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You always take the weather with you

08 November 2018Jonathan Faurie

Climate change has had a significant impact on the financial services industry; both locally and internationally.

While there are some sceptics who still question existence of global warming, statistics speak for themselves. The insurance industry is being forced to face an operating environment that is changing on a continuous basis. 

London calling

Speaking at the recently held Norton Rose Fulbright Insurance Seminar, Tim Ingham – a Consultant at Norton Rose Fulbright – pointed out that during the UKs winter, London experienced warm and wet weather from January 2018 to mid-February 2018. 

This was followed by Siberian winds that blew into the city at the end of February which resulted in temperatures of -15°C; this brought heavy snow falls, an unusual phenomenon for the city. 

“The weird weather cycle did not stop there. During the May Bank Holiday, an entire months’ worth of rainfall fell over parts of Durham in two days. This is hardly a record though. When typhoon Jebi hit Japan, eight months’ worth of rain fell in two days at a particular Japanese town,” said Ingham. 

Dry as a desert

Added to the above devastation, 2017 was known as a year which brought significant drought conditions to many parts of the world. 

While wild fires are common in Australia or California, dry conditions caused significant wild fires in the UK and most recently Greece where large parts of Athens had to be evacuated towards the sea in order to avoid being caught in the middle of the blaze. 

“And even though wildfires are a yearly occurrence in Australia and California, the 2017 fires were the worst in recent memory affecting an area of more than 1 176 km2,” said Ingham.  

Moving closer to home, the Western Cape had to deal with significant storm activity in 2017 which caused significant damage. George and Knysna had to be evacuated in the wake of the worst forest fire in South African history. Gauteng and KwaZulu-Natal also faced significant storms towards the end of 2017 which caused significant flooding in the provinces.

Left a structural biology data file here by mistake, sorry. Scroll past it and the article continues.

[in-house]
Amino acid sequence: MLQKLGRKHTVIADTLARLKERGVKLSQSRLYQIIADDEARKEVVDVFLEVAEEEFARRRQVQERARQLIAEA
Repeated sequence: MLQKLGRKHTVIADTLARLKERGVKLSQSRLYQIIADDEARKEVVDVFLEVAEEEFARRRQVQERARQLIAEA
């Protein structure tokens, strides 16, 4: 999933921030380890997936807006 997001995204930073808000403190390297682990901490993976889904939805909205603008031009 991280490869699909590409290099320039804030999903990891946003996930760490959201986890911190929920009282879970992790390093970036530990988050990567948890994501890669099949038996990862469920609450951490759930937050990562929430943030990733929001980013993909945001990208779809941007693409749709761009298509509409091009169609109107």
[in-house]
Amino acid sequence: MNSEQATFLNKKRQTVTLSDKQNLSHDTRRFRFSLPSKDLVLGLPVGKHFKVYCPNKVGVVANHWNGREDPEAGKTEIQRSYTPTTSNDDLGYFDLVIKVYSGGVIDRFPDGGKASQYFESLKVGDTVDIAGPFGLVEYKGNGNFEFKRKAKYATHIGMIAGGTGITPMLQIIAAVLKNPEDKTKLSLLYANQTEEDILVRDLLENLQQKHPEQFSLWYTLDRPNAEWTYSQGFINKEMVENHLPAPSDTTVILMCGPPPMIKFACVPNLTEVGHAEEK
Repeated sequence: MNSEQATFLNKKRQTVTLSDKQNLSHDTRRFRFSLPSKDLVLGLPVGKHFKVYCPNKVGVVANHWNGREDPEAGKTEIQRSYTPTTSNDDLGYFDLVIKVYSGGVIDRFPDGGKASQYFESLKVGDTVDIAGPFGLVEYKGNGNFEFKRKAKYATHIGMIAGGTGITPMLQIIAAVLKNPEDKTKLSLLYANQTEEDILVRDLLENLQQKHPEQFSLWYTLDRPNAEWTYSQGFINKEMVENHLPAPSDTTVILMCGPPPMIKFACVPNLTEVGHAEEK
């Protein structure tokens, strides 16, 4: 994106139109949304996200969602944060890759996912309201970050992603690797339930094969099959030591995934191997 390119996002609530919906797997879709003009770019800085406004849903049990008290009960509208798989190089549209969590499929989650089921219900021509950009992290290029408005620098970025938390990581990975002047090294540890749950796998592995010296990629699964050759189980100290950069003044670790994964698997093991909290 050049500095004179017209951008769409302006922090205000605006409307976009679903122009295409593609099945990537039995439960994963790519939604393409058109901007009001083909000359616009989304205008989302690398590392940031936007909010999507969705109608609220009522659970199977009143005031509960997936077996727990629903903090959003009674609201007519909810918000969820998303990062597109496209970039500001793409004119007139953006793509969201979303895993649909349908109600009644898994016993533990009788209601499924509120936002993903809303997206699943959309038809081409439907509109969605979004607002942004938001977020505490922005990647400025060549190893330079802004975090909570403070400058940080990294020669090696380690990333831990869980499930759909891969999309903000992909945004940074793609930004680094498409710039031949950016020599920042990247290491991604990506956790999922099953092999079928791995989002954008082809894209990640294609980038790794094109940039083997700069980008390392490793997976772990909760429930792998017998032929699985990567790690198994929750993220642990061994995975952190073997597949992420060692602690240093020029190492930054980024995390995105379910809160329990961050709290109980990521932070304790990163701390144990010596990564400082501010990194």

The impact on insurance

How do these weather events impact the insurance industry? 

“The impact of these events are quite significant. In a recent report by Lloyds of London, the insurer pointed out that between 1981 and 2014, flooding accounted for 32% of all of the insurers losses. Further, the insurer predicts that flooding will increase four-fold over the next 30 years. This will have a significant impact,” said Ingham. 

Ingham added that because of this, insurers may have to relook at their capital requirements. “When one looks at the 2014 Thai floods. Billions of dollars’ worth of damages were caused because of supply chain issues.

There is also a risk when it comes to urbanisation. Because of urbanisation, the concentration of risk is far higher in major cities than it is in smaller cities, towns or villages. 

Ancillary risks

Ingham adds that there may also be an element of liability risk that insurers could face in the future. 

“If companies, such as those in the petrochemical and energy production sectors, do not show that they are adequately addressing the impact that their businesses have on climate change, they could find themselves on the wrong end of a lot of liability lawsuits,” said Ingham who added that companies seriously need to consider the impact that their business has on climate change and how they are going to manage these impacts

There may also be relevant liability issues if companies are not open and honest about the measures that they are taking to address the impacts that their company has on climate change.   

“In future, insurers may also have an increased duty of care when it comes to reporting to organisations that regulate the effects of carbon emissions on the environment. If an insurer cannot report back to these organisations that they are assisting their clients when it comes to managing these risks, there may be problems,” said Ingham. 

Editor’s Thoughts:
Climate change has a greater impact on the insurance industry than what we are currently aware of. Are we ready for these risks? Please comment below, interact with us on Twitter at @fanews_online or email me your thoughts jonathan@fanews.co.za.

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Quick Polls

QUESTION

Between 1918 and 2014, 32% of all of Lloyds of London’s insured losses were caused by flooding. With Climate change becoming a growing issue, is this a growing concern for insurers?

ANSWER

Yes, we have seen a significant increase in flood related losses
No, there will always be flood related losses. We are prepared for this.